Knoxville Senator Stacey Campfield is at it again. His "Don't Say Gay" bill, which bans talk of homosexuality in schools for kids in kindergarten through the eighth grade, died with the adjournment of the Tennessee General Assembly last year. But now he's reintroduced the bill, and this time, it's getting personal.
The new "Don't Say Gay" bill, SB 234, would require that teachers or counselors tell parents of LGBT students that their child may be gay.
Or as the bill's wording states:
A school counselor, nurse, principal or assistant principal from counseling a student who is engaging in, or who may be at risk of engaging in, behavior injurious to the physical or mental health and well-being of the student or another person; provided, that wherever possible such counseling shall be done in consultation with the student’s parents or legal guardians. Parents or legal guardians of students who receive such counseling shall be notified as soon as practicable that such counseling has occurred.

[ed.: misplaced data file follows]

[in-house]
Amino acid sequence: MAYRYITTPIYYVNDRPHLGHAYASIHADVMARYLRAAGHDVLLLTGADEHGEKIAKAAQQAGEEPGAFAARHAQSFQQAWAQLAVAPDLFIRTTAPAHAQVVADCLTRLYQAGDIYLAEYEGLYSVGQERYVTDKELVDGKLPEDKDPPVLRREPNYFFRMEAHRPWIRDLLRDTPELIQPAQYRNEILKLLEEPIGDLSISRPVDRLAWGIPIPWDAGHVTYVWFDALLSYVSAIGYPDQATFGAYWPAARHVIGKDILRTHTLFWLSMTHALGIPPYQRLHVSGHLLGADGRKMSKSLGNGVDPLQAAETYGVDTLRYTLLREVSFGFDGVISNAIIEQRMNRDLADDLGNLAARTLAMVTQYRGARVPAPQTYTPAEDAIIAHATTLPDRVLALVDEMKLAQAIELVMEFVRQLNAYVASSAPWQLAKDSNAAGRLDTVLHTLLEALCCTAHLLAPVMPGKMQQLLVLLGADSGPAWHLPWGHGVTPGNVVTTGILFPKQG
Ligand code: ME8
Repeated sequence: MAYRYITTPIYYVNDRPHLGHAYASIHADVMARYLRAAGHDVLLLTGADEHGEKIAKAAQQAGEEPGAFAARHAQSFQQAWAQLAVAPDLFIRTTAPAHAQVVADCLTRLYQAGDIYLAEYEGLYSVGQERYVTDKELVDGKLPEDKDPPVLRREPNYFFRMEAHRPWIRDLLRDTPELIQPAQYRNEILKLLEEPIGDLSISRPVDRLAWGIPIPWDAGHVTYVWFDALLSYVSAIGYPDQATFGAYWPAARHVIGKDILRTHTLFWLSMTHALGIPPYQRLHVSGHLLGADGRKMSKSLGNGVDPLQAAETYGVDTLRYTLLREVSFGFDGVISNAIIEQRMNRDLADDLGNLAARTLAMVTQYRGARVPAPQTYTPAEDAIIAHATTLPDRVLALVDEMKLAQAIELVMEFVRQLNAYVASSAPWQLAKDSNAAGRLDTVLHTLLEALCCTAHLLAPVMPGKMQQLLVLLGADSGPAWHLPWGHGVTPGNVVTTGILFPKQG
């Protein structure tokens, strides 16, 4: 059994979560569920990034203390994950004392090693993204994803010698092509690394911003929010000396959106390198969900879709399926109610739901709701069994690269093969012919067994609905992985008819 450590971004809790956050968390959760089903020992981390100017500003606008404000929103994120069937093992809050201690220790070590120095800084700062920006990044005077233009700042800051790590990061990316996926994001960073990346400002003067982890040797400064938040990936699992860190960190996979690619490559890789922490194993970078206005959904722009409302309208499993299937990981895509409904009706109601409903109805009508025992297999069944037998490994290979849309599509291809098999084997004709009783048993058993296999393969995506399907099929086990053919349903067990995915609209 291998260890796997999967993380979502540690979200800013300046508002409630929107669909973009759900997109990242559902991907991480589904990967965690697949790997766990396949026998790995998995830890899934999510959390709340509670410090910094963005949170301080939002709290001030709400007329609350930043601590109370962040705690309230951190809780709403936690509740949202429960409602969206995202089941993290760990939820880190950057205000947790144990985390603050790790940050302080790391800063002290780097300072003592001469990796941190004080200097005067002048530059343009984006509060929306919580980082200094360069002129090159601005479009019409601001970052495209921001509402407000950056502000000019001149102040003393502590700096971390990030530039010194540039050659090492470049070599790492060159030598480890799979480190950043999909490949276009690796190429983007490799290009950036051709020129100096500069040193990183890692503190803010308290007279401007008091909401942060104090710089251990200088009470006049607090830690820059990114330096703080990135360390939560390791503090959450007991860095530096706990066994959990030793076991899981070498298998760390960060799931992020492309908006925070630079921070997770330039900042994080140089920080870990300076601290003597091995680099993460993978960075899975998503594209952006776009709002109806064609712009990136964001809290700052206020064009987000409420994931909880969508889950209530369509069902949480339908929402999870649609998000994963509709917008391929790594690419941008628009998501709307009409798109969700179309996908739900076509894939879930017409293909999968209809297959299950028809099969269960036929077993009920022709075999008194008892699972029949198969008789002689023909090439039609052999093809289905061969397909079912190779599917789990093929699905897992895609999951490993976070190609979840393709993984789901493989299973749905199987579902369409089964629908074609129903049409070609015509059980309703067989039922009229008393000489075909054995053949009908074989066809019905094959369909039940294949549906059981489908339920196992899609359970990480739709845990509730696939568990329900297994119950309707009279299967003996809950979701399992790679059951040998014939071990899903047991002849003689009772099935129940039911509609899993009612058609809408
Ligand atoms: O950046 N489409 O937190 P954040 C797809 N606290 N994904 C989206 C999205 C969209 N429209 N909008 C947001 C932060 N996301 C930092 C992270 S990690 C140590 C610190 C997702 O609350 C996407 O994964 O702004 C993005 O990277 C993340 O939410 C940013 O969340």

A blog post on ThinkProgress. org points out that LGBT kids often face family rejection upon coming out to their parents and that 40 percent of homeless kids are gay. Those homeless youth have either been kicked out of the home or have chosen to leave a hostile environment.
"LGBT youth who experience family rejection are at high risk for depression and suicide," the blog post states.
For a more in-depth analysis of Campfield's latest "Don't Say Gay" bill, read Jackson Baker's latest Political Beat post.